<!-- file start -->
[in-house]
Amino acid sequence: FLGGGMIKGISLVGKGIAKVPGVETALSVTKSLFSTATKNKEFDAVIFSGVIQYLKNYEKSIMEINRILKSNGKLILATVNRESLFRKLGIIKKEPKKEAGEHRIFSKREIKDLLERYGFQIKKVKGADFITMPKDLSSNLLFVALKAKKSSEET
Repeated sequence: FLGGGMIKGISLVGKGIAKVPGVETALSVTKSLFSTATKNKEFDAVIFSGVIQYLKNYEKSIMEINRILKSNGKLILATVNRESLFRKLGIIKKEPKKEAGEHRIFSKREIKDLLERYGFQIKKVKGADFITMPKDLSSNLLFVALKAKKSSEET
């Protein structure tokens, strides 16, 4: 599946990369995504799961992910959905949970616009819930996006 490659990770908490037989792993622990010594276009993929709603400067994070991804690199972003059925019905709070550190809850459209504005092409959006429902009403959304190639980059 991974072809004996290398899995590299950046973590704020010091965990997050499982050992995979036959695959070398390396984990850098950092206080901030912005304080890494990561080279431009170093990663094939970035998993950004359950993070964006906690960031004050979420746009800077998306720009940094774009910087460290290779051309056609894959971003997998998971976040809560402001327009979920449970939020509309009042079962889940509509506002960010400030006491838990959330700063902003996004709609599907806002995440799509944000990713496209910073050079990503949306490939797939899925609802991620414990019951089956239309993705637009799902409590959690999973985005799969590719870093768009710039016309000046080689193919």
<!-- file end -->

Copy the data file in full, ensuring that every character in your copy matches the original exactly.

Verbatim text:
[in-house]
Amino acid sequence: FLGGGMIKGISLVGKGIAKVPGVETALSVTKSLFSTATKNKEFDAVIFSGVIQYLKNYEKSIMEINRILKSNGKLILATVNRESLFRKLGIIKKEPKKEAGEHRIFSKREIKDLLERYGFQIKKVKGADFITMPKDLSSNLLFVALKAKKSSEET
Repeated sequence: FLGGGMIKGISLVGKGIAKVPGVETALSVTKSLFSTATKNKEFDAVIFSGVIQYLKNYEKSIMEINRILKSNGKLILATVNRESLFRKLGIIKKEPKKEAGEHRIFSKREIKDLLERYGFQIKKVKGADFITMPKDLSSNLLFVALKAKKSSEET
């Protein structure tokens, strides 16, 4: 599946990369995504799961992910959905949970616009819930996006 490659990770908490037989792993622990010594276009993929709603400067994070991804690199972003059925019905709070550190809850459209504005092409959006429902009403959304190639980059 991974072809004996290398899995590299950046973590704020010091965990997050499982050992995979036959695959070398390396984990850098950092206080901030912005304080890494990561080279431009170093990663094939970035998993950004359950993070964006906690960031004050979420746009800077998306720009940094774009910087460290290779051309056609894959971003997998998971976040809560402001327009979920449970939020509309009042079962889940509509506002960010400030006491838990959330700063902003996004709609599907806002995440799509944000990713496209910073050079990503949306490939797939899925609802991620414990019951089956239309993705637009799902409590959690999973985005799969590719870093768009710039016309000046080689193919």